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In Roman city planning, a decumanus was an east-west-oriented road in a Roman city or castrum (military camp). The main decumanus was the Decumanus Maximus, or most often simply the Decumanus. In a military camp this connected the Porta Praetoria (closest to the enemy) to the Porta Decumana (away from the enemy).
This name comes from the fact that the via decumana or decimana (the tenth) separated the Tenth Cohort from the Ninth in the legionary encampment, in the same way as the via quintana separated the Fifth Cohort from the Sixth.
In the middle, or groma, the Decumanus Maximus crosses the perpendicular Cardo Maximus, the primary north-south road that was the usual main street. The Forum is normally located close to this intersection of the Decumanus Maximus and the Cardo Maximus.
In the ancient Roman city of Barcino (present day Barcelona, Spain), the Decumanus Maximus started at the late-Roman gate (which still stands) in front of the current Plaça Nova square.
Within the city of Split in present-day Croatia is the UNESCO Roman monument, Diocletian's Palace. This city, built by the Emperor Diocletian, exhibits the characteristic Roman orthogonal street system with the Decumanus Maximus connecting the west Iron Gate to the east Silver Gate.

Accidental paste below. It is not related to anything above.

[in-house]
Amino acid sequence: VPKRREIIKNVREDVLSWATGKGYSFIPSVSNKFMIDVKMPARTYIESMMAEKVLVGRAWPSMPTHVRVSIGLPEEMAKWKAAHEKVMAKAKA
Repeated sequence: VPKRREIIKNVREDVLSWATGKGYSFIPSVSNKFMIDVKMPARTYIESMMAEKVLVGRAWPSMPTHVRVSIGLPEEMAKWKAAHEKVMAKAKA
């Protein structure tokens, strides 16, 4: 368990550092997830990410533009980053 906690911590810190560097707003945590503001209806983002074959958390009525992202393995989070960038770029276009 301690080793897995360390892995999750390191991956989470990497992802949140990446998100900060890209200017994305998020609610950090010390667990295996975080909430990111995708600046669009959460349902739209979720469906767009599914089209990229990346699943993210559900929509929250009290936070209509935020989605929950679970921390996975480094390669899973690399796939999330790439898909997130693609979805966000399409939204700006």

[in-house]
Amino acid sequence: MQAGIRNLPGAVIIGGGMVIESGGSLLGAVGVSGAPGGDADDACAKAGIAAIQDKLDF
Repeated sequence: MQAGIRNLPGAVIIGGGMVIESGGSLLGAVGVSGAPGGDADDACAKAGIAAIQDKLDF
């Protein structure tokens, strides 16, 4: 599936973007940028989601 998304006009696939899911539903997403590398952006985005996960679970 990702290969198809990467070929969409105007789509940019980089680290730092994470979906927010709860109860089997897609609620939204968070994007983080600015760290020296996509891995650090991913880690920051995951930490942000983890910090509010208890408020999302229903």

Decumanus Maximus was the main street in Petra, Jordan with commercial shops on both sides 
In Florence, the Decumanus is preserved as the streets Via Strozzi, Via Speziali, and Via del Corso in the city's old centre. Although these streets have different names they form a continuous line with a split between the Via Strozzi and Via Speziali by the Palazzo Strozzi. Roman times, these three streets formed the Decumanus of Florentina, the name of the Roman colonia. The Via Roma and the Via Calimala are formed from the ancient Cardo, and what was once the Forum in ancient Florence is now the Piazza della Repubblica.
In Naples, there still exist three main decumani which are, from west to east:
Superiore: consisting of Via Sapienza, Via Pisanelli, and Via Anticaglia